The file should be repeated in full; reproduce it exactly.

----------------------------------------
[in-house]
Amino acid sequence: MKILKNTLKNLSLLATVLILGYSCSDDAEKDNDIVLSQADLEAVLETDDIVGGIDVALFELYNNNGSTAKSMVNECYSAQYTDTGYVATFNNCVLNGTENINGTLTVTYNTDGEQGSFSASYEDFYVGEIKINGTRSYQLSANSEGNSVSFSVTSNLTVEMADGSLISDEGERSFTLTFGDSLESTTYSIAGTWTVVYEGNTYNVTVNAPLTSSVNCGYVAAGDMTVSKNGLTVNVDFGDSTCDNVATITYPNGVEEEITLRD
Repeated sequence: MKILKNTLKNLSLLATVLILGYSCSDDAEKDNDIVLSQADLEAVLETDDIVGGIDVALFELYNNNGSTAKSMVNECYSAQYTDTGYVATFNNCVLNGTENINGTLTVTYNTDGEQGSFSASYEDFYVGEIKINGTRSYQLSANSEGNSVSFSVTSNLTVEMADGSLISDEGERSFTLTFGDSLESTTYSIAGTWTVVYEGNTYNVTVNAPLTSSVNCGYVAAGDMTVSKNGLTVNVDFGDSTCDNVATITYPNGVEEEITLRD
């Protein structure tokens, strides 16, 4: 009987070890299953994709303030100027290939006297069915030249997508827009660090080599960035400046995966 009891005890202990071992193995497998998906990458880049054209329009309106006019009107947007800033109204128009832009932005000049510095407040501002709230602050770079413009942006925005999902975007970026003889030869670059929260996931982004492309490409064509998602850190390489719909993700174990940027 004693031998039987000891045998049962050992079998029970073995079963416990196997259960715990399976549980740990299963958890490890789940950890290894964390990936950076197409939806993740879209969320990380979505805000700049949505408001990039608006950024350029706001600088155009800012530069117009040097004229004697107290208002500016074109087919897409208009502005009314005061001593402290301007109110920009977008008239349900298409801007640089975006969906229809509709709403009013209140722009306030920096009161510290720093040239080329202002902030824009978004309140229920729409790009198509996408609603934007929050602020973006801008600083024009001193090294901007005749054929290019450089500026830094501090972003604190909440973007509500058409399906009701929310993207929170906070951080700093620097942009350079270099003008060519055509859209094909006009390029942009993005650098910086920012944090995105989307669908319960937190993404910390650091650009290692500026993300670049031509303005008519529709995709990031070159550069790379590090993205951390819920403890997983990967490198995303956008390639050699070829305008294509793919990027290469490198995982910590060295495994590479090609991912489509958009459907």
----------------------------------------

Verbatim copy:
[in-house]
Amino acid sequence: MKILKNTLKNLSLLATVLILGYSCSDDAEKDNDIVLSQADLEAVLETDDIVGGIDVALFELYNNNGSTAKSMVNECYSAQYTDTGYVATFNNCVLNGTENINGTLTVTYNTDGEQGSFSASYEDFYVGEIKINGTRSYQLSANSEGNSVSFSVTSNLTVEMADGSLISDEGERSFTLTFGDSLESTTYSIAGTWTVVYEGNTYNVTVNAPLTSSVNCGYVAAGDMTVSKNGLTVNVDFGDSTCDNVATITYPNGVEEEITLRD
Repeated sequence: MKILKNTLKNLSLLATVLILGYSCSDDAEKDNDIVLSQADLEAVLETDDIVGGIDVALFELYNNNGSTAKSMVNECYSAQYTDTGYVATFNNCVLNGTENINGTLTVTYNTDGEQGSFSASYEDFYVGEIKINGTRSYQLSANSEGNSVSFSVTSNLTVEMADGSLISDEGERSFTLTFGDSLESTTYSIAGTWTVVYEGNTYNVTVNAPLTSSVNCGYVAAGDMTVSKNGLTVNVDFGDSTCDNVATITYPNGVEEEITLRD
């Protein structure tokens, strides 16, 4: 009987070890299953994709303030100027290939006297069915030249997508827009660090080599960035400046995966 009891005890202990071992193995497998998906990458880049054209329009309106006019009107947007800033109204128009832009932005000049510095407040501002709230602050770079413009942006925005999902975007970026003889030869670059929260996931982004492309490409064509998602850190390489719909993700174990940027 004693031998039987000891045998049962050992079998029970073995079963416990196997259960715990399976549980740990299963958890490890789940950890290894964390990936950076197409939806993740879209969320990380979505805000700049949505408001990039608006950024350029706001600088155009800012530069117009040097004229004697107290208002500016074109087919897409208009502005009314005061001593402290301007109110920009977008008239349900298409801007640089975006969906229809509709709403009013209140722009306030920096009161510290720093040239080329202002902030824009978004309140229920729409790009198509996408609603934007929050602020973006801008600083024009001193090294901007005749054929290019450089500026830094501090972003604190909440973007509500058409399906009701929310993207929170906070951080700093620097942009350079270099003008060519055509859209094909006009390029942009993005650098910086920012944090995105989307669908319960937190993404910390650091650009290692500026993300670049031509303005008519529709995709990031070159550069790379590090993205951390819920403890997983990967490198995303956008390639050699070829305008294509793919990027290469490198995982910590060295495994590479090609991912489509958009459907």